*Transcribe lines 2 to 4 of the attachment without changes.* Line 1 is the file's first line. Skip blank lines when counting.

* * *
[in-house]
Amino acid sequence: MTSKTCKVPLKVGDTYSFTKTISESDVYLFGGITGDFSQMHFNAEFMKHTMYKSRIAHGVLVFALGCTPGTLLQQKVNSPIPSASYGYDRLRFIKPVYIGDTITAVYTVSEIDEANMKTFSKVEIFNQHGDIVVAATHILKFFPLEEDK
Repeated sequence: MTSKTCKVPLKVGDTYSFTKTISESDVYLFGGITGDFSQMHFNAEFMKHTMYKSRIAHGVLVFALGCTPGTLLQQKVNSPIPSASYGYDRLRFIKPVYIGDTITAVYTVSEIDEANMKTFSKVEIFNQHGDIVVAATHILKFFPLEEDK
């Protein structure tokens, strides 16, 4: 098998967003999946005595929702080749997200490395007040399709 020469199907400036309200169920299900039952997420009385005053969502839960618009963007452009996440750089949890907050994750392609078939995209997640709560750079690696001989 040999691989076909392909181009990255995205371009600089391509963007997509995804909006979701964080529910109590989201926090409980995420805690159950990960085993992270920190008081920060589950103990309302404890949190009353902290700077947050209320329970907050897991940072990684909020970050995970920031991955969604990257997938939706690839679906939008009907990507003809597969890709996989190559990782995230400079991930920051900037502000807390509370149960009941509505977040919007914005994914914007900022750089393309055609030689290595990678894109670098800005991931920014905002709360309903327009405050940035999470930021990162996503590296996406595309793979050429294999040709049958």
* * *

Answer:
Amino acid sequence: MTSKTCKVPLKVGDTYSFTKTISESDVYLFGGITGDFSQMHFNAEFMKHTMYKSRIAHGVLVFALGCTPGTLLQQKVNSPIPSASYGYDRLRFIKPVYIGDTITAVYTVSEIDEANMKTFSKVEIFNQHGDIVVAATHILKFFPLEEDK
Repeated sequence: MTSKTCKVPLKVGDTYSFTKTISESDVYLFGGITGDFSQMHFNAEFMKHTMYKSRIAHGVLVFALGCTPGTLLQQKVNSPIPSASYGYDRLRFIKPVYIGDTITAVYTVSEIDEANMKTFSKVEIFNQHGDIVVAATHILKFFPLEEDK
């Protein structure tokens, strides 16, 4: 098998967003999946005595929702080749997200490395007040399709 020469199907400036309200169920299900039952997420009385005053969502839960618009963007452009996440750089949890907050994750392609078939995209997640709560750079690696001989 040999691989076909392909181009990255995205371009600089391509963007997509995804909006979701964080529910109590989201926090409980995420805690159950990960085993992270920190008081920060589950103990309302404890949190009353902290700077947050209320329970907050897991940072990684909020970050995970920031991955969604990257997938939706690839679906939008009907990507003809597969890709996989190559990782995230400079991930920051900037502000807390509370149960009941509505977040919007914005994914914007900022750089393309055609030689290595990678894109670098800005991931920014905002709360309903327009405050940035999470930021990162996503590296996406595309793979050429294999040709049958």